The decision to make cookery lessons compulsory for children aged between 11 and 14 is to be welcomed. Predictably, some teaching unions claim the curriculum is already far too rigid and that this latest initiative will mean hard-pressed staff finding it even more difficult to tailor lessons to individual needs.
I think they are wrong – but so too are details of how the scheme will work. When you look at what is actually being proposed, it's too little, too late. Cookery is already compulsory in primary schools: starting this September, every 11- to 14-year-old attending a school which already offers lessons in food technology will have to spend one hour a week on practical cookery for one term during their first three years.
Schools which don't have kitchens and specialist staff (about 15 per cent of them) will be surveyed, and money handed to those who need it most. The government will train 1,000 specialist staff and teaching assistants. The new cookery lessons, as well as teaching a "top eight" range of popular dishes, will include diet and nutrition, hygiene and sensible food shopping.
My partner teaches food technology in a special school on the outskirts of Greater London, and within a matter of months has encouraged all the pupils (aged from 8 to 15, all of whom have been excluded from other schools) to cook (and eat) a huge range of dishes – risotto, cakes, quiches, pasta, chicken dishes and others. The first thing he did was treat pupils like chefs. They wear whites and have a tea break halfway through a two-hour lesson, where they sit together and drink a whole range of teas out of cups and saucers. He has never had to exclude anyone from lessons. Learning how to cook is a big subject that can change young people's lives in a whole variety of ways – and pupils can go home and pass on what they've learnt.
You can't teach practical cookery in an hour. It limits the number of dishes you can tackle, and becomes just something to be rushed through. At least five minutes at the beginning of any class are spent getting youngsters to concentrate and settle down. Cookery is a fantastic way to teach children (especially those from deprived backgrounds and with absent parents) all sorts of other disciplines – from manners to respect, geography and social values. You can even use it to teach another language. The concept of food technology classes was always flawed because it focused on preparing kids to wrap sandwiches in a supermarket or carry out menial tasks in the catering industry. It had too much input from supermarket chains and was nothing to do with cooking as part of daily life.
The government set a low target of two hours a week for all children to participate in sport (we rank 15 out of 20 in the EU when it comes to time spent doing sport at school) and their plans for cooking are an equally pitiful gesture.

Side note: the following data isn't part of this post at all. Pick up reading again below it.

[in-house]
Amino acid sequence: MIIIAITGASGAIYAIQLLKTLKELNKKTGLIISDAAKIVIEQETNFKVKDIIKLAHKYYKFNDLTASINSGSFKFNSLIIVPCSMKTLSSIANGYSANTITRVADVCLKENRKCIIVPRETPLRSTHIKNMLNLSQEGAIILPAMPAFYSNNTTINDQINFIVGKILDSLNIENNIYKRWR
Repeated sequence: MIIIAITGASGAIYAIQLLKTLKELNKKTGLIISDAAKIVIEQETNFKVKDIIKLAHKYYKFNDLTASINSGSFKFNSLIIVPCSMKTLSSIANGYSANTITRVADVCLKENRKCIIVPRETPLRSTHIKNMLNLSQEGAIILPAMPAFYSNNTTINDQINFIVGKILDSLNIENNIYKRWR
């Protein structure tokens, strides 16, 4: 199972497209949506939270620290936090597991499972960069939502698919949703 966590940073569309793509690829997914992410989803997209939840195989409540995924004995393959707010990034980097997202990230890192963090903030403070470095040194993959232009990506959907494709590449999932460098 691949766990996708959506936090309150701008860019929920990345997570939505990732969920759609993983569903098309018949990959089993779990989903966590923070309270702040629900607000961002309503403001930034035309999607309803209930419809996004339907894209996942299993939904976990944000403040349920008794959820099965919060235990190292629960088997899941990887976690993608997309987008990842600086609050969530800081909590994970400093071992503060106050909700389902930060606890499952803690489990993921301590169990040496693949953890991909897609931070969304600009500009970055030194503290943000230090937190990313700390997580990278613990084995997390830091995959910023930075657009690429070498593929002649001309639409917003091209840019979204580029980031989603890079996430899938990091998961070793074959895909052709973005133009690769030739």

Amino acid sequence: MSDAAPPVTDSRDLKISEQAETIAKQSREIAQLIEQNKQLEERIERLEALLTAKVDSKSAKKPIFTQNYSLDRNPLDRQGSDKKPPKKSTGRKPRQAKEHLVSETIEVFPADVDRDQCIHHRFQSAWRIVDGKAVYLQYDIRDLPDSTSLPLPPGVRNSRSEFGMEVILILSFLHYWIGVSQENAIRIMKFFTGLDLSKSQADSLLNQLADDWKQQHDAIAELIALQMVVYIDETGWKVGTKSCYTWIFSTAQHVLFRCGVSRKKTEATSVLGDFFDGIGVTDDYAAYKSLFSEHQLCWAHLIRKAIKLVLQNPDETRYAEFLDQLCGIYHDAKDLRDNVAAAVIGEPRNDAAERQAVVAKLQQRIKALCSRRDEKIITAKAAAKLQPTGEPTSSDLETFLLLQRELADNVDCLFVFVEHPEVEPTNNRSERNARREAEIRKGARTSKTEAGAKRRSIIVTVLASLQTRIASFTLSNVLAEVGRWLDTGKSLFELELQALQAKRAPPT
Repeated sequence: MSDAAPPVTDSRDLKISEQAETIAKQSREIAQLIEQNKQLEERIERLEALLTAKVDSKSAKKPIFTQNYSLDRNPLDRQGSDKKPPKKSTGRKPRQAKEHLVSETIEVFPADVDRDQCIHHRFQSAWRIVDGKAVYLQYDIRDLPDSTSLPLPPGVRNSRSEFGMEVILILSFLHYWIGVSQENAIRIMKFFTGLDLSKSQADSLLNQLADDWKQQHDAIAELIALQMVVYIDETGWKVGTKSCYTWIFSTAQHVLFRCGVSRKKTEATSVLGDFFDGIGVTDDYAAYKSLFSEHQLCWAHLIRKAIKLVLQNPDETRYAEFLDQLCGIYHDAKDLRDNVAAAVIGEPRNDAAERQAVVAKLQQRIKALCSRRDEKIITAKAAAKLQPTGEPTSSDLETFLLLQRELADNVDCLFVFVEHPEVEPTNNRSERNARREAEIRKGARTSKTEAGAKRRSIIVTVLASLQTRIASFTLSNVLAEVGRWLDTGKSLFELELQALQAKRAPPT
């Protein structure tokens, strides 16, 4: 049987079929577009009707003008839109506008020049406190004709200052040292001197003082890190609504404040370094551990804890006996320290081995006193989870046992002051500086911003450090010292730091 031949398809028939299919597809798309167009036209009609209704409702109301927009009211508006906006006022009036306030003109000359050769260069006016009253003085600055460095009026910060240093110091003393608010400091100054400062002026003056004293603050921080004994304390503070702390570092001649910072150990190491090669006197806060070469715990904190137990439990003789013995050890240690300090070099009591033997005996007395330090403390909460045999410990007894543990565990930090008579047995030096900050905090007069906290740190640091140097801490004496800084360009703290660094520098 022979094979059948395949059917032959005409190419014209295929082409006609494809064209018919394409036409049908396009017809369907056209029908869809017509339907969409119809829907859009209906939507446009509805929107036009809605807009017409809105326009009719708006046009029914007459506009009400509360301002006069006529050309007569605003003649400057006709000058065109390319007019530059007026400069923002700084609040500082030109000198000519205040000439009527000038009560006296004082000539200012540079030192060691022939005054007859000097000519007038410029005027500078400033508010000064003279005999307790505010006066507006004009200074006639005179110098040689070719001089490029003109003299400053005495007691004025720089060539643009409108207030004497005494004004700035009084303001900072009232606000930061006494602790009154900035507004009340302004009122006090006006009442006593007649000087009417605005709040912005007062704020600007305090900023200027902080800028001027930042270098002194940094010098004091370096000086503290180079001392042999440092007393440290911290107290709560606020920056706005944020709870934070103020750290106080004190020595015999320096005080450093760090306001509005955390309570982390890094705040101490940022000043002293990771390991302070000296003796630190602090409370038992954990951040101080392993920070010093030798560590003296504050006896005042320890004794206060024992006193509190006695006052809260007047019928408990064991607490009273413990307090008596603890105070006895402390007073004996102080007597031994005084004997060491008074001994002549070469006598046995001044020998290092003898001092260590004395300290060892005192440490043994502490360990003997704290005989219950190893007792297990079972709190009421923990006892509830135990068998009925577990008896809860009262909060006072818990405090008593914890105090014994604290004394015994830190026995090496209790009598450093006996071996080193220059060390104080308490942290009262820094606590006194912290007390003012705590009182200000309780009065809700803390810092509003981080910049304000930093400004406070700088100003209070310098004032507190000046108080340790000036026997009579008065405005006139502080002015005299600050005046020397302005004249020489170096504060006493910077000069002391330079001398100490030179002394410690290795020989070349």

Secondary schools are places where there is huge pressure to pass exams – in my day cookery was only compulsory up to the end of the first year. By the time I'd mastered everything starting with the letter A, from sewing an apron to apple crumble, I was ordered to substitute Latin and then Spanish from year two, and it took me until the age of 25 to be able to cook a real meal.
So please – extend the hours cookery is taught in primary schools and make cookery compulsory for two-hour lessons every week throughout the first year of secondary school. After that, it's too late.
How Heath graced my street
The death of Heath Ledger deprives Terry Gilliam of one of the stars of his latest fantasy epic, The Imaginarium of Doctor Parnassus, which has been shooting at night about 50 yards from my front door in London. The cast includes Christopher Plummer and Lily Cole and the costumes were suitably exotic – Ledger wore a pierrot's outfit, while Plummer, had his face painted white and sported a red blob on his forehead.
The $30m (£15m) epic tells a convoluted story – typical of Gilliam – of a travelling theatre troupe whose leader is in a pact with the devil. Ledger's sad death will hardly impede the plot – Gilliam's recent work is famous for being incomprehensible to all but his most dedicated fans.
* I know it's controversial, but I can't stand charity walks where hundreds of people march through the landscape at the same time, eroding footpaths in the name of fund-raising.
Personally, I go to the countryside for a spot of peace and quiet and prefer to donate to charity anonymously – why does it have to involve a massive public demonstration to be worth something? Officials at the Lake District National Park agree, and have launched a campaign to limit the number of people who take part in the Three Peaks Challenge every year after complaints from local residents.
To climb Ben Nevis, Scafell Pike and Snowdon, people start in Scotland between 5pm and 10pm, ascend the mountain in the dark, and then arrive in the Lake District from 3am in convoys of vehicles ferrying groups of several hundred in all weathers, causing severe erosion as they fan out on either side of the footpath up the fell. Then it's back in the car and on to north Wales. Hardly the best way to appreciate nature.